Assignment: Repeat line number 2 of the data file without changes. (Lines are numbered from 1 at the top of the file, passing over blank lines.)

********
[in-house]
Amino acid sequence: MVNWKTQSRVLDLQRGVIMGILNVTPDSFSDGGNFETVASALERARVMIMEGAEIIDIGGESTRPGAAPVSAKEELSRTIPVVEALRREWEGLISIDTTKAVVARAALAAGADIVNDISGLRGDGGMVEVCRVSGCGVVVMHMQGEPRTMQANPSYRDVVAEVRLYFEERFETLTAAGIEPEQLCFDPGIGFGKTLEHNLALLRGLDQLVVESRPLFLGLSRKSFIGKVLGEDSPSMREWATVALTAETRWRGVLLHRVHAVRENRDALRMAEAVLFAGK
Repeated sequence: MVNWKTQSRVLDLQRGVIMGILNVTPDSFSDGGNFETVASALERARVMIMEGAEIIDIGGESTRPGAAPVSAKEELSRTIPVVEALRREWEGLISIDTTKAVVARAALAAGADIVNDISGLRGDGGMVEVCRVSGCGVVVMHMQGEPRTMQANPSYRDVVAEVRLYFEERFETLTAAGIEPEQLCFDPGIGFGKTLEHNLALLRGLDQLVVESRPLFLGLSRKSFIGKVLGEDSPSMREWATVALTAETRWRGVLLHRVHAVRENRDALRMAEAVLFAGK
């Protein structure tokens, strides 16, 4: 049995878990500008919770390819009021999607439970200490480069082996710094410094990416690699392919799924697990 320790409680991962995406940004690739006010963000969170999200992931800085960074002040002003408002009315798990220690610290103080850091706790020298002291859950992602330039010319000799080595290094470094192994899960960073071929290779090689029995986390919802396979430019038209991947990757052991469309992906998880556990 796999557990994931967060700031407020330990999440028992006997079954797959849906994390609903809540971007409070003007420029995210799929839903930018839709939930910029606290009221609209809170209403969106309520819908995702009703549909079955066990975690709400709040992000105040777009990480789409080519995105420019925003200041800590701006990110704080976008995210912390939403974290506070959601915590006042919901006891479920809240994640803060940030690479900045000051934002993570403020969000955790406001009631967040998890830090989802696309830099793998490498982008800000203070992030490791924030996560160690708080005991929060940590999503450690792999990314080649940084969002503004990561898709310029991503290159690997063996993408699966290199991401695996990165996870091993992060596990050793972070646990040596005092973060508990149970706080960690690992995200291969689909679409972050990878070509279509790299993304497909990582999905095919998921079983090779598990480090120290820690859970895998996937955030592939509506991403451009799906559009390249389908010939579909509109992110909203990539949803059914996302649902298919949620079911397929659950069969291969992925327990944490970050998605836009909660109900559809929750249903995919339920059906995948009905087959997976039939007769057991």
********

Amino acid sequence: MVNWKTQSRVLDLQRGVIMGILNVTPDSFSDGGNFETVASALERARVMIMEGAEIIDIGGESTRPGAAPVSAKEELSRTIPVVEALRREWEGLISIDTTKAVVARAALAAGADIVNDISGLRGDGGMVEVCRVSGCGVVVMHMQGEPRTMQANPSYRDVVAEVRLYFEERFETLTAAGIEPEQLCFDPGIGFGKTLEHNLALLRGLDQLVVESRPLFLGLSRKSFIGKVLGEDSPSMREWATVALTAETRWRGVLLHRVHAVRENRDALRMAEAVLFAGK